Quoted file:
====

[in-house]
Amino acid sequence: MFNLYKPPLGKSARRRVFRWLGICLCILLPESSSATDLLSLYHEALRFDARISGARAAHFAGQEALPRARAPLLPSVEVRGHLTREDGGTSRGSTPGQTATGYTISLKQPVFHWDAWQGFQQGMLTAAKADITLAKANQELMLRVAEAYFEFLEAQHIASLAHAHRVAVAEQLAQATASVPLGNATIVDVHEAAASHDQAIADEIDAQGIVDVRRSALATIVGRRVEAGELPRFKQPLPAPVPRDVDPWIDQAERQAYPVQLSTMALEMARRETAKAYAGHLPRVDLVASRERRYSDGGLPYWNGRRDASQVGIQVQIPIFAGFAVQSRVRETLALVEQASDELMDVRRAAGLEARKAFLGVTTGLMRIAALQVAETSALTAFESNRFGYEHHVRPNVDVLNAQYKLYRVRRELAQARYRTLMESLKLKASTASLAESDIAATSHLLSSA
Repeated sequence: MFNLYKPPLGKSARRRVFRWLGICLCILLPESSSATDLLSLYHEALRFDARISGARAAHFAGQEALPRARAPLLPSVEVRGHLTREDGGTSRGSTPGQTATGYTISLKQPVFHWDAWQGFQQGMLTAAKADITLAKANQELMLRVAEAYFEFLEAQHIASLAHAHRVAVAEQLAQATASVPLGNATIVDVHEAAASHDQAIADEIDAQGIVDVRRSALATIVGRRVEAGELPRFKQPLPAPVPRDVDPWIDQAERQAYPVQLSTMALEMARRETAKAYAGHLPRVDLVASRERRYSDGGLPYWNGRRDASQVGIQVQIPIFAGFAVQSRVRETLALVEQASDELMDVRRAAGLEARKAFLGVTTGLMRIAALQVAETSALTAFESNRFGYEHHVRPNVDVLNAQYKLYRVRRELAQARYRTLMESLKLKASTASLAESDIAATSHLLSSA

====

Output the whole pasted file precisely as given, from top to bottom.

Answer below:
[in-house]
Amino acid sequence: MFNLYKPPLGKSARRRVFRWLGICLCILLPESSSATDLLSLYHEALRFDARISGARAAHFAGQEALPRARAPLLPSVEVRGHLTREDGGTSRGSTPGQTATGYTISLKQPVFHWDAWQGFQQGMLTAAKADITLAKANQELMLRVAEAYFEFLEAQHIASLAHAHRVAVAEQLAQATASVPLGNATIVDVHEAAASHDQAIADEIDAQGIVDVRRSALATIVGRRVEAGELPRFKQPLPAPVPRDVDPWIDQAERQAYPVQLSTMALEMARRETAKAYAGHLPRVDLVASRERRYSDGGLPYWNGRRDASQVGIQVQIPIFAGFAVQSRVRETLALVEQASDELMDVRRAAGLEARKAFLGVTTGLMRIAALQVAETSALTAFESNRFGYEHHVRPNVDVLNAQYKLYRVRRELAQARYRTLMESLKLKASTASLAESDIAATSHLLSSA
Repeated sequence: MFNLYKPPLGKSARRRVFRWLGICLCILLPESSSATDLLSLYHEALRFDARISGARAAHFAGQEALPRARAPLLPSVEVRGHLTREDGGTSRGSTPGQTATGYTISLKQPVFHWDAWQGFQQGMLTAAKADITLAKANQELMLRVAEAYFEFLEAQHIASLAHAHRVAVAEQLAQATASVPLGNATIVDVHEAAASHDQAIADEIDAQGIVDVRRSALATIVGRRVEAGELPRFKQPLPAPVPRDVDPWIDQAERQAYPVQLSTMALEMARRETAKAYAGHLPRVDLVASRERRYSDGGLPYWNGRRDASQVGIQVQIPIFAGFAVQSRVRETLALVEQASDELMDVRRAAGLEARKAFLGVTTGLMRIAALQVAETSALTAFESNRFGYEHHVRPNVDVLNAQYKLYRVRRELAQARYRTLMESLKLKASTASLAESDIAATSHLLSSA